5. Make notes when something makes you laugh
In your day to day life you probably (and I hope you do!) laugh a lot. Be it something you see happening, a friend or relative making you giggle; there is always room in the day for laughter!

When something makes you really laugh, note it down. I don’t mean if someone tells you a joke or a funny story of their own. More the naturally, unavoidable; trips, accidents, witty remarks and funny quips that just seem to happen. This should help inspire you to inject natural humour into the story, without it seeming forced, and with a genuine aspect to it too.

What do you think about adding humour to stories? Does it come naturally to you? Or do you find it hard?

Comment below, or contact me anytime, to share your thoughts.

Until then,
Keep writing,


12 thoughts on “Novel Writing: Adding Humour to your Story”

  1. Good guidelines. Humor has always come naturally to me, but I know it doesn’t to everyone. You can also include humor via non-humorous routes. The person who says something and doesn’t notice it can be misconstrued (“Whose been in my drawers?”). And my grandmother was a person who didn’t understand humor at all, certainly not suggestive humor, but most humor in general. However, she did learn to laugh at jokes when others did, but then would go home and pester my grandfather to explain them to her. By the time he got done trying to do that, the jokes weren’t even funny to him anymore.

    Like you said, some characters are just naturally ones who would joke around and find humor in life, whereas others are naturally more serious and less likely to say funny things. Not because they don’t have a good sense of humor but just that it isn’t their personality.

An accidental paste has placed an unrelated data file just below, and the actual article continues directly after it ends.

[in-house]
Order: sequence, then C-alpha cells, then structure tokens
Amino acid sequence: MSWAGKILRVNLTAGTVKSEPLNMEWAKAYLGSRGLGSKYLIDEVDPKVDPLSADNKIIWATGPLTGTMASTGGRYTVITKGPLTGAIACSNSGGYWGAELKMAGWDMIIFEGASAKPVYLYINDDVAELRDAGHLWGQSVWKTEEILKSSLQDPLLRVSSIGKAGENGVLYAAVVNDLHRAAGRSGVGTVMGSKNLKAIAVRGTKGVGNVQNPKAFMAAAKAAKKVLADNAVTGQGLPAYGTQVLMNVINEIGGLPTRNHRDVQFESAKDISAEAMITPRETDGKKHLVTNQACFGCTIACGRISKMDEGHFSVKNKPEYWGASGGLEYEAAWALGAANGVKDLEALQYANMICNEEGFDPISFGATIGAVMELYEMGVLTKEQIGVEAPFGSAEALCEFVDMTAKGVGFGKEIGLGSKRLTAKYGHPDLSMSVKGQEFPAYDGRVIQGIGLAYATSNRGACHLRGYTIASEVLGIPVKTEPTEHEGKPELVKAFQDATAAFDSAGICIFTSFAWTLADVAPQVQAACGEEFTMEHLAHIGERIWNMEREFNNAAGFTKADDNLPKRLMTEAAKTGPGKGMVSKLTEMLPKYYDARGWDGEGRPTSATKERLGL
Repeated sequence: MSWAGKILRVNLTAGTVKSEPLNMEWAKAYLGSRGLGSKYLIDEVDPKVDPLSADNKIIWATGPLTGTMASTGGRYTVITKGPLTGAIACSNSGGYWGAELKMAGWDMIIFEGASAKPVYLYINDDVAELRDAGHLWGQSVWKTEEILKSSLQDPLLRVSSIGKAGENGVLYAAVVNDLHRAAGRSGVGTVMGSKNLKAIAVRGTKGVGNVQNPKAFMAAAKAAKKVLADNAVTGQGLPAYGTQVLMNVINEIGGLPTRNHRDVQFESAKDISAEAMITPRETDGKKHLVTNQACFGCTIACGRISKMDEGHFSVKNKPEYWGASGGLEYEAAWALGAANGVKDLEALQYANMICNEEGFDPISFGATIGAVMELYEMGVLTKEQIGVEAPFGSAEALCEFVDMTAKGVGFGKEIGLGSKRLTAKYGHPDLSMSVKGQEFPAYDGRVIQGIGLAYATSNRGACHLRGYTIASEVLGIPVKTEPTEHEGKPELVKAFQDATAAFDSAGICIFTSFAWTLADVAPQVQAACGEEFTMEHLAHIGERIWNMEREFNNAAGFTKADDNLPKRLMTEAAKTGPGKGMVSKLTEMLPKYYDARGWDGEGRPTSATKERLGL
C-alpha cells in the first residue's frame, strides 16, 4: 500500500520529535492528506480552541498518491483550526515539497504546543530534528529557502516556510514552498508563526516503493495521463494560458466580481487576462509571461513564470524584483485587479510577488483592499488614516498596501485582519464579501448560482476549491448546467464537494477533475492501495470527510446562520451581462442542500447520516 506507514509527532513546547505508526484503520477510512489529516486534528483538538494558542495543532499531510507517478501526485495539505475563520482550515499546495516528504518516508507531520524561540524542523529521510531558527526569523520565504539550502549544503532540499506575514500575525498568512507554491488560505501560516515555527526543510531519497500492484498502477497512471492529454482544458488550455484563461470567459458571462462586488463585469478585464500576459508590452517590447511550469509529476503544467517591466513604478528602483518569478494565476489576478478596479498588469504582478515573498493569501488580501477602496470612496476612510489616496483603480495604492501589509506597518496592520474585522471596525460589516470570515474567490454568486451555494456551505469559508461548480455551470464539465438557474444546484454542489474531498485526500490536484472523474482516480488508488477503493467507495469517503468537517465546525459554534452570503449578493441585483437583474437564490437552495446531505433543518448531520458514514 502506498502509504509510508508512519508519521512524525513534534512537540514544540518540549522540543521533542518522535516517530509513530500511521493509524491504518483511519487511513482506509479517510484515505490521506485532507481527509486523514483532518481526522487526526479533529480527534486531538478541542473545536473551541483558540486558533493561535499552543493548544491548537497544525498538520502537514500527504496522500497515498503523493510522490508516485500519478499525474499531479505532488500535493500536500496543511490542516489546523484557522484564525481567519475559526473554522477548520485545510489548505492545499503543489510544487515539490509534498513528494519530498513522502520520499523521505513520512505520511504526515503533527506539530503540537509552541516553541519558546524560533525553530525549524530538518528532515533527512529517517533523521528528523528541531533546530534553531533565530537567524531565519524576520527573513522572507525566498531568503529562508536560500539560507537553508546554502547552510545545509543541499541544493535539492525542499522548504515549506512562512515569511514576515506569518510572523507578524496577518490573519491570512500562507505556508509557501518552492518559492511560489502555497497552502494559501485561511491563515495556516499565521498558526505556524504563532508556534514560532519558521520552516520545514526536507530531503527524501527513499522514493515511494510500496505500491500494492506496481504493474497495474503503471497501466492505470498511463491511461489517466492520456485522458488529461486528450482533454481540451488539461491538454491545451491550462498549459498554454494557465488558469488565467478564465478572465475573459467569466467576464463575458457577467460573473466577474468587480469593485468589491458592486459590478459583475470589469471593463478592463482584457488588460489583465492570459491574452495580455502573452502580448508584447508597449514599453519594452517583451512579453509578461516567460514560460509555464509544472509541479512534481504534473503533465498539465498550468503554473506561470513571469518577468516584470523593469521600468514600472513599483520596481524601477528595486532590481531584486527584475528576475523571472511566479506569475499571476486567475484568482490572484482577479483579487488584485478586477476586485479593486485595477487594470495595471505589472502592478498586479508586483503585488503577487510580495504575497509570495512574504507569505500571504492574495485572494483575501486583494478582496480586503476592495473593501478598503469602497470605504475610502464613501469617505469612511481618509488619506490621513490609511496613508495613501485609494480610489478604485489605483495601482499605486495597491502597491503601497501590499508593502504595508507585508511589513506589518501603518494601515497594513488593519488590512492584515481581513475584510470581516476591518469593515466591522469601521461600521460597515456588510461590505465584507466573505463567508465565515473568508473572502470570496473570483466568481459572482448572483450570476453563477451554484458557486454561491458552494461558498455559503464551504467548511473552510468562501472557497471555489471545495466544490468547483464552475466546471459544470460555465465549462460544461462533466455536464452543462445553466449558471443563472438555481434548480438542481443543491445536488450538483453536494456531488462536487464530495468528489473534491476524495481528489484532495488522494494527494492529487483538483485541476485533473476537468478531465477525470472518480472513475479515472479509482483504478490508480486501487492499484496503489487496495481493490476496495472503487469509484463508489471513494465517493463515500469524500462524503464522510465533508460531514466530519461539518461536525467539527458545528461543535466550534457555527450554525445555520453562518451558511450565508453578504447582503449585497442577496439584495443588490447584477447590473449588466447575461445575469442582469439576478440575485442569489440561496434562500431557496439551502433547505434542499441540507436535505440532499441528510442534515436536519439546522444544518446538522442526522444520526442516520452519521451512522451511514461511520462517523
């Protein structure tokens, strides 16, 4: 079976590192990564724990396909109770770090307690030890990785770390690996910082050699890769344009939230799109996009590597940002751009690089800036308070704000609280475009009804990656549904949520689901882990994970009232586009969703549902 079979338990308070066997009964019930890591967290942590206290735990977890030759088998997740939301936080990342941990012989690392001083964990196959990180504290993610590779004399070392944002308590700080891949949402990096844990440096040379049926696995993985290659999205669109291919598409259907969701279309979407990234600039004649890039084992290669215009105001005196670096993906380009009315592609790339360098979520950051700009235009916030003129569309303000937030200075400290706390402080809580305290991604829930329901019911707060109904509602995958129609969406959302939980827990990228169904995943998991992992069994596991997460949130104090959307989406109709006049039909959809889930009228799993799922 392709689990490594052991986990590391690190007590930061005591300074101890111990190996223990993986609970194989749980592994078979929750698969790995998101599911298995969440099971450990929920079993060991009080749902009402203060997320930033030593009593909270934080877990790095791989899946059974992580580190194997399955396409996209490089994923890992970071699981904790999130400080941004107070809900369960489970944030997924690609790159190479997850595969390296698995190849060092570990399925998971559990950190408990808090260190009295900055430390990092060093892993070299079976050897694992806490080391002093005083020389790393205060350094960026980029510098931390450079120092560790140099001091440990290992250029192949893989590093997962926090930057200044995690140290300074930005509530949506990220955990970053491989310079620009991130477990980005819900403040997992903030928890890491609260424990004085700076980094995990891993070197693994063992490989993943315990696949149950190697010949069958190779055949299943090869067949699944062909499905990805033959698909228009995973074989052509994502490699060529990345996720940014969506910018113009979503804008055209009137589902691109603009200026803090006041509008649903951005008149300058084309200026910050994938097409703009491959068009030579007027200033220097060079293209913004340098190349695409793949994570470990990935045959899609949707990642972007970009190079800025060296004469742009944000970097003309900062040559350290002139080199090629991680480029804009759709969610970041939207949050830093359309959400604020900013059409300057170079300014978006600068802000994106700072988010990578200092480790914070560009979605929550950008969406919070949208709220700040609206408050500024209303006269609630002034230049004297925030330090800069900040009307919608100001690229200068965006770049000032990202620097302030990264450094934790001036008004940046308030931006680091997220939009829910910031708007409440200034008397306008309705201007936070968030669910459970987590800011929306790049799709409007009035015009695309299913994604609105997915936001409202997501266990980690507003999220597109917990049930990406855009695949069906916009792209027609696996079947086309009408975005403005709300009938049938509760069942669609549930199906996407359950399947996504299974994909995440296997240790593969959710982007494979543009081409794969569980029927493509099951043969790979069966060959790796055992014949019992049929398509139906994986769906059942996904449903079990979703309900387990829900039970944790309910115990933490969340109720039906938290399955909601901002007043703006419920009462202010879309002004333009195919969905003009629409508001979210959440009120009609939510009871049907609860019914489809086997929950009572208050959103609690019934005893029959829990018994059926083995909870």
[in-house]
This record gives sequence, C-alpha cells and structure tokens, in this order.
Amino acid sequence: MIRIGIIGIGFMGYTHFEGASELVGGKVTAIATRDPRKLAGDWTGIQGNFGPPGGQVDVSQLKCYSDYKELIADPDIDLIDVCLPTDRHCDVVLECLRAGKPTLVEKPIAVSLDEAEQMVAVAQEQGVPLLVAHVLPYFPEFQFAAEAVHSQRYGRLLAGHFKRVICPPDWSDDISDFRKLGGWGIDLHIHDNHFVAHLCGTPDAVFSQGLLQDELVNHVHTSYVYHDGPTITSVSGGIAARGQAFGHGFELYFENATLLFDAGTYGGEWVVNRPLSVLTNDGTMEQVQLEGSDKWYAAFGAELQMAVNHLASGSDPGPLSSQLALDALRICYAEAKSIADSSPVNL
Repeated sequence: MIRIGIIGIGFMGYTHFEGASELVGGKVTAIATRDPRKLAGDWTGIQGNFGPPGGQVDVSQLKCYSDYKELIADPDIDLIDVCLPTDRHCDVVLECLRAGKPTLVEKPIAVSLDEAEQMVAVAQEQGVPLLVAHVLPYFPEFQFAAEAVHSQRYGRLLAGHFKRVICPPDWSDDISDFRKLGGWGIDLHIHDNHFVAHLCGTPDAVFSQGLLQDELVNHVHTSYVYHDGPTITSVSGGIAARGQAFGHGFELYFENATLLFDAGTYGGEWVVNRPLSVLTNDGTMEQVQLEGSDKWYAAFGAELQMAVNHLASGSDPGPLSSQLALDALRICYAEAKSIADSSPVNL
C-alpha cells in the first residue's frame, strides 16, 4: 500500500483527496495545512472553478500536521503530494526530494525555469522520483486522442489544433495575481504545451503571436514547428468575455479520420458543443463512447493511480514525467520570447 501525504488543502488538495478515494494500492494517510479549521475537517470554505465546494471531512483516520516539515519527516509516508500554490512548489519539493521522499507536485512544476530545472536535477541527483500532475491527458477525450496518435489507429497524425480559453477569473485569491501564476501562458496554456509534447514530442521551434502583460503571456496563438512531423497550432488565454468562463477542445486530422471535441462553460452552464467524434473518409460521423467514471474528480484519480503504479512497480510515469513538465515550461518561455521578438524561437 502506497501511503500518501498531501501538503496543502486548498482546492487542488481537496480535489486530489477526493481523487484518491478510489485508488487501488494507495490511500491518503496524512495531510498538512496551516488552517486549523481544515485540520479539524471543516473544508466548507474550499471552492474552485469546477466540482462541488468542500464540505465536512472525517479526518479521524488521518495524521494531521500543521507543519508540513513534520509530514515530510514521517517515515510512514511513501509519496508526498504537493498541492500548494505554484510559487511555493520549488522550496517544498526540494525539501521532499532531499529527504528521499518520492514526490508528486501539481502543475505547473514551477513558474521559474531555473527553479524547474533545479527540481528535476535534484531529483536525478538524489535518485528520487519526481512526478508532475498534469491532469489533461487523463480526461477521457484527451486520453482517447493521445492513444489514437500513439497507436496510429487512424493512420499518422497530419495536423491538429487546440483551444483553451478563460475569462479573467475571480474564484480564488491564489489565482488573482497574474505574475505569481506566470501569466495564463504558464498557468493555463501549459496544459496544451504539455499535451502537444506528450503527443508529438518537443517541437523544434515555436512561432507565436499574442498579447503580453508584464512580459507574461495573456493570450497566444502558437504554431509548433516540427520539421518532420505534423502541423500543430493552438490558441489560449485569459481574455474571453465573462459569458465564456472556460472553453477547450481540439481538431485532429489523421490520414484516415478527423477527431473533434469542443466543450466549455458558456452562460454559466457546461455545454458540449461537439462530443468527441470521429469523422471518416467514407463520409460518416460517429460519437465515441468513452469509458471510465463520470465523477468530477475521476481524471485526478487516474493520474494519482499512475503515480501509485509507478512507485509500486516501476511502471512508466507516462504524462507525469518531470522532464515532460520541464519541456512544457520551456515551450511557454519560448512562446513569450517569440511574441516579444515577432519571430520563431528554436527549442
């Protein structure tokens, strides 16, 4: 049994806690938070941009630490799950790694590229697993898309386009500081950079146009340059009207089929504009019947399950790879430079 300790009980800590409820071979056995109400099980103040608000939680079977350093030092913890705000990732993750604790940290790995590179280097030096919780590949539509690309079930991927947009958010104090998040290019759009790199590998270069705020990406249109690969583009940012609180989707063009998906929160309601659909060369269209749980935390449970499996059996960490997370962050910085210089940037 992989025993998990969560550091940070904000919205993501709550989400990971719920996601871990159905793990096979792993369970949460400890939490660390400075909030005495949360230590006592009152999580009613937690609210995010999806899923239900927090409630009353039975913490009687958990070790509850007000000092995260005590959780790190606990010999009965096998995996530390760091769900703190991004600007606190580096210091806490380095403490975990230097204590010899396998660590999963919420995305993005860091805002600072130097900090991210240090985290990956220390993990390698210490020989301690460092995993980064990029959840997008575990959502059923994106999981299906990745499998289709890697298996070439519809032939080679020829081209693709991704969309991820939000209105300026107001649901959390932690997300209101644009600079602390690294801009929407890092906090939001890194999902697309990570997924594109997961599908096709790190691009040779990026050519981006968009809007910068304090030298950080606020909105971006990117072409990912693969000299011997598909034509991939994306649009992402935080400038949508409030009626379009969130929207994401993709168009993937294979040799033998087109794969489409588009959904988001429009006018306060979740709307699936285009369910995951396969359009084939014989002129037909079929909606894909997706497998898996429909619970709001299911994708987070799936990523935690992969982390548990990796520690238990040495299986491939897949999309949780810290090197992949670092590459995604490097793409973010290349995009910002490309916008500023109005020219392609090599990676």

Have a laughable April Fool’s Day!

    Liked by 1 person

  2. For me, I feel like some of my story writing can be quite sarcastic sounding, which does give me a little giggle when I read it back😂
    I think its really important to make sure you use the right character though! I’ve actually read a couple books where its as if jokes have been thrown in with a very dry humourless character and its like.. What? 😅 Thanks for this post M! It was a very interesting read and gave me a few things to think about!

    Liked by 1 person

  3. You’re so sweet! Long time no see! I hope you’re doing well young lady! This is a lovely post. You are very savvy and delightful to read!

    Thank you for sharing this valuable piece! 😘

    Liked by 1 person

  4. Great post! Humour is THE hardest thing to inject into my WIP. It’s a serious story, but bangs the reader on the head a little too much with sombre moments. But, I’ve been getting a few lighthearted moments in by using the perspective of a 5 year old protagonist as the story opens – seeing situations from her childlike eyes, which seems to be resonating with beta readers.
    Thanks for the other tips – I particularly like the last one about noting what makes us laugh during day to day life.

    Liked by 1 person